If you think increases in online shopping have signaled the demise of the in-store, in-person retail experience, don’t try making that point to any of the 99 million plus U.S. consumers who are crowding malls and shopping centers this holiday season.
Some holiday consumer spending reports propose a rise in online shopping comes at the expense of the great American storefront. If they are correct, then why are some of the largest, most iconic brick-and-mortar retail chains adding locations? T.J. Maxx, Walmart, Marshalls, and Dick’s Sporting Goods apparently didn’t get the memo – and they are just a few of the retail chains planning new store growth over the next two to three years.
These and other highly successful retailers are learning how to capitalize on online searches and mobile devices without depriving consumers of the opportunity to see and touch products before they buy. This holiday season more retailers are attracting consumers with in-store promotions, and invigorating consumers with the excitement generated by bright lights and eye-popping displays. The biggest brick-and-mortar retailers such as Walmart, Target and Toys “R” Us are looking to stand out with better service, providing incentives to sales employees to deliver the kind of service that turns consumers into customers.
“What we see the leading retailers doing is creating emotional experiences in their stores,” PricewaterhouseCoopers Steven Barr told CBS News. “I like to say that a website can’t give you goose bumps.”
The real story is that consumer spending this holiday season is up substantially from 2015. The National Retail Federation projects an increase of 3.6 percent, the biggest jump since before the Great Recession.
A few of the reasons holiday sales are climbing in 2016:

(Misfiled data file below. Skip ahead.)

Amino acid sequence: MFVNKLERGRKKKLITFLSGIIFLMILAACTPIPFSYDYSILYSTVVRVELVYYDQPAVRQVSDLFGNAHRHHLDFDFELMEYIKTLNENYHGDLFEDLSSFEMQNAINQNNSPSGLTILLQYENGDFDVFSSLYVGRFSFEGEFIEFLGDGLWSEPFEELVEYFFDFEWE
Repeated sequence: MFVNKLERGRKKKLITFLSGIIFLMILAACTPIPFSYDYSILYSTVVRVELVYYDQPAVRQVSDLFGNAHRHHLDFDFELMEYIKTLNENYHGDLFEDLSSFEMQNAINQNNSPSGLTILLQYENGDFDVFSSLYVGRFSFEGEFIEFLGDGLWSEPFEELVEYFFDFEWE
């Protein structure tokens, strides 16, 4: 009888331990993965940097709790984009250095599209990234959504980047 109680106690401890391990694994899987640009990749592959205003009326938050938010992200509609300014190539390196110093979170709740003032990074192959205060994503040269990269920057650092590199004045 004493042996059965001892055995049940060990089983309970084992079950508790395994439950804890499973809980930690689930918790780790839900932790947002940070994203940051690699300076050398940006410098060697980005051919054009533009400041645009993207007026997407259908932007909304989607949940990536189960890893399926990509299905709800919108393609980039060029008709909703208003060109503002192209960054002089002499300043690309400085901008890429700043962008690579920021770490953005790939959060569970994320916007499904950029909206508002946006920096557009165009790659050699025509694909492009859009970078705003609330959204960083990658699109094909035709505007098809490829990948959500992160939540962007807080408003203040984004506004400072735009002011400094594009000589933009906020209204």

- A favorable labor market – The Bureau of Labor Statistics (BLS) unemployment rate has shrunk to less than 5 percent, half of what it was just a couple of years ago. The so-called “real” unemployment rate, also surveyed monthly by the BLS, which includes those not receiving unemployment compensation but would take work if offered, is also below levels considered acceptable. In fact, jobs have gone begging; there are more jobs than employers can find qualified people to fill them.
- Cheap gas – As oil and gas supplies increased in 2015, fuel prices declined. The savings are still burning holes in spenders’ pockets.
- Consumers are flush – The savings rate soared to 6 percent in 2016, more than double that of the previous three years. With more money in their savings accounts, Americans feel more comfortable about their futures and less afraid to enjoy the present.
- Consumer confidence – All these factors add up to more confident consumers. According to The Conference Board, consumer confidence has returned to pre-recession levels.
- Big discounts – This holiday season, again, buyers are looking for – and getting – big discounts. “Shoppers want to know that they’re getting some kind of bargain,” offered Suzanne Kapner, a Wall Street Journal reporter, in a December 14 WSJ online interview. She proposed 40 percent off as shoppers’ discount target, deeming promising for outlet stores.
All of this portends a happy holiday season for retailers, the happiest of holiday seasons for a decade with prognosticators now projecting holiday retail sales to reach as high as $670 billion.